RF: Yes. I was asked to make an introductory comment on the congress, a) because we’re in Rome and b) also as the AHA President and that’s something that they asked me to comment upon. The congress is extremely timely because of the demographics. We’re in general living much longer so the definition of elderly is changing considerably. To give you some figures, we’re living in Italy and in Italy the median life expectancy overall is about 82-83 years with females over 80 and males 79. This is more or less the same figure in central Europe but it’s not the same around the whole world. If you go to Russia it’s ten years or fifteen years younger; if you go to Turkey it’s about ten years younger; if you go to Africa we’re talking about forty or fifty years of median age. So it’s extremely important the fact that we are living longer but it’s not the same around the world so demographics at the time of treatment of the elderly is a key point.

PG: But it’s a growing problem in many parts of the world that far more, a greater proportion, of the population, are older.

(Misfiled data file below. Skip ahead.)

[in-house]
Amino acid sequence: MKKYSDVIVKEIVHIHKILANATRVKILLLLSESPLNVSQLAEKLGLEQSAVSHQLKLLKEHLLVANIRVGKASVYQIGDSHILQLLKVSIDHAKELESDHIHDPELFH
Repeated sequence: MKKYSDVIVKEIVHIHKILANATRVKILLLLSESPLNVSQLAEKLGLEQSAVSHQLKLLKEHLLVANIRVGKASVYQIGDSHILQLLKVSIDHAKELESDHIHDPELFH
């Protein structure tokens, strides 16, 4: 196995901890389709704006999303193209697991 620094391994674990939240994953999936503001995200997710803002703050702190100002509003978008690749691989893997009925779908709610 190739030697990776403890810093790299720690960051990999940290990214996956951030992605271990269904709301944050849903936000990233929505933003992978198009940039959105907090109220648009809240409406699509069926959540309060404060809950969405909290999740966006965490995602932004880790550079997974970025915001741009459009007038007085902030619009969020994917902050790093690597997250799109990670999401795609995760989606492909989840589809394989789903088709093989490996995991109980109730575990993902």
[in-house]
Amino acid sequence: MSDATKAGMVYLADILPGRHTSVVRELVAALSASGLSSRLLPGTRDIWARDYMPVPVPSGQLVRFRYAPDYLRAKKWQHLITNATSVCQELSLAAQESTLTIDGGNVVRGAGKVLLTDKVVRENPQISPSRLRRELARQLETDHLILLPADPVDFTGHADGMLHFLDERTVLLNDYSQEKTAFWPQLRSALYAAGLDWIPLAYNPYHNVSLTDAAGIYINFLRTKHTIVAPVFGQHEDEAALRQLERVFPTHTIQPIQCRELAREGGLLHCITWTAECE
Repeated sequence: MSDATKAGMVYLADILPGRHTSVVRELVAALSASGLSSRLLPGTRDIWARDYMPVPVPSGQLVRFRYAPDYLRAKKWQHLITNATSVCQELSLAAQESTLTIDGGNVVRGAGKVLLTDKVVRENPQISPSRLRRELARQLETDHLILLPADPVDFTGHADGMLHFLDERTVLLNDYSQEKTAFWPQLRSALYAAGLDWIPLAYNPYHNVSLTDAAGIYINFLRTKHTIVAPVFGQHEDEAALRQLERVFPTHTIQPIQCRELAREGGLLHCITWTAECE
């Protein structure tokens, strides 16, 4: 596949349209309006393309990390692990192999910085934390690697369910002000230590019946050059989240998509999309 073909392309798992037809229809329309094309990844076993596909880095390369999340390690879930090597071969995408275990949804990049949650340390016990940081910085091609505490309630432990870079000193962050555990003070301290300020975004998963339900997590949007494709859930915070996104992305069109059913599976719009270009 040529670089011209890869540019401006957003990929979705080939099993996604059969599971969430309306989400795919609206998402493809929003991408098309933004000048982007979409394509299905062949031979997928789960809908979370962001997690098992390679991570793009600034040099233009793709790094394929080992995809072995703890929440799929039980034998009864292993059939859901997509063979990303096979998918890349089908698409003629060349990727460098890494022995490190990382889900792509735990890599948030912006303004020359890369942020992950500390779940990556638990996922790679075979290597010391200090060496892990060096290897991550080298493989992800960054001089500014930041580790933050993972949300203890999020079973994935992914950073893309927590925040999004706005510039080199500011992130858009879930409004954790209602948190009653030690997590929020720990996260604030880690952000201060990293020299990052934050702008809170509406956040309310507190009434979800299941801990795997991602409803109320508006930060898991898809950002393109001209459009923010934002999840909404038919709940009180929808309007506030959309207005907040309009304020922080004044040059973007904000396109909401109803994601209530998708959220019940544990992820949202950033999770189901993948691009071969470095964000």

RF: Older and, we should add, not only older but fitter because there’s also the issue of anagraphic age and biologic age so we’re growing older and often we are in much better conditions.

PG: Now fitness, Michael, is one of the key topics that was discussed at the session. What are your views about, first of all, the definition of fitness because it does affect what treatment you can give your elderly patient with blood cancer.

MH: Absolutely. I think physical fitness is now becoming the key discriminator between treatment allocation actually, allocations of our more aggressive treatment versus a milder treatment or more gentle treatment. There is a problem already: we don’t have a common, generally accepted definition of a physically fit patient versus a non-fit patient. So for the future development of this very important area, I think one of the major developments that now have to take place is that we have some kind of a common sense or a common definition of how we define fit versus non-fit patients. We have made some attempts in the German group to do that but that’s just out of the positive data that we have developed a score or used a score but there’s plenty of other algorithms to do this and I think the challenge is to come up with a generally accepted thing.